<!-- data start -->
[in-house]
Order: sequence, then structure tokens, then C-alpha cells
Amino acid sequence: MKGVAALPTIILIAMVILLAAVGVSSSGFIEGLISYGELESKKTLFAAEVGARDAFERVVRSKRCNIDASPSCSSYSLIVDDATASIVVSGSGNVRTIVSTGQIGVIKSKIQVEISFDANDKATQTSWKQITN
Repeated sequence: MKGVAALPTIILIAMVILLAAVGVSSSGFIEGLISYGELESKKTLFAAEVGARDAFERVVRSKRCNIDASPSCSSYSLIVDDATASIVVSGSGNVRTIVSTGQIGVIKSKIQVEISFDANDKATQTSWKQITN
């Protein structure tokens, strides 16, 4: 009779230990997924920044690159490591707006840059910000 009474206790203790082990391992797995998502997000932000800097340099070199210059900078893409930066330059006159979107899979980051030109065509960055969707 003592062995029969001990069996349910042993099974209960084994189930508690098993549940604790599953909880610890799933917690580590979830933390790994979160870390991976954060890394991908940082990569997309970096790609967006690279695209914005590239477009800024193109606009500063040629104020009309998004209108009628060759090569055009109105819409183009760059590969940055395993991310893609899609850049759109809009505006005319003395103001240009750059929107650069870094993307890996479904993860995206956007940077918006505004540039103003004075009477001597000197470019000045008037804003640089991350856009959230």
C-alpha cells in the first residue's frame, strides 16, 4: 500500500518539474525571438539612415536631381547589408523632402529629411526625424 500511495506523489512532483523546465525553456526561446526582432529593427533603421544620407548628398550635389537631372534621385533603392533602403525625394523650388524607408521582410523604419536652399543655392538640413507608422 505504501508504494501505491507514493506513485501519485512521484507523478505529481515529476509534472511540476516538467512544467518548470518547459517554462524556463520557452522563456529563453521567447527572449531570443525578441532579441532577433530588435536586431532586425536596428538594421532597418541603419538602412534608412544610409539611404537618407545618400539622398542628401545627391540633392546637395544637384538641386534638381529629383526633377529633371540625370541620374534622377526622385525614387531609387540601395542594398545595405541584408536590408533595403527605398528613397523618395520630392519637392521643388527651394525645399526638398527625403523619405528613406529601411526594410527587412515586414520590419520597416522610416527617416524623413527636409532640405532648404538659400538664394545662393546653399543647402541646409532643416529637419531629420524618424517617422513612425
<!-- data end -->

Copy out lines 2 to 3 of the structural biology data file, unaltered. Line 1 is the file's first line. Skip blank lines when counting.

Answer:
Order: sequence, then structure tokens, then C-alpha cells
Amino acid sequence: MKGVAALPTIILIAMVILLAAVGVSSSGFIEGLISYGELESKKTLFAAEVGARDAFERVVRSKRCNIDASPSCSSYSLIVDDATASIVVSGSGNVRTIVSTGQIGVIKSKIQVEISFDANDKATQTSWKQITN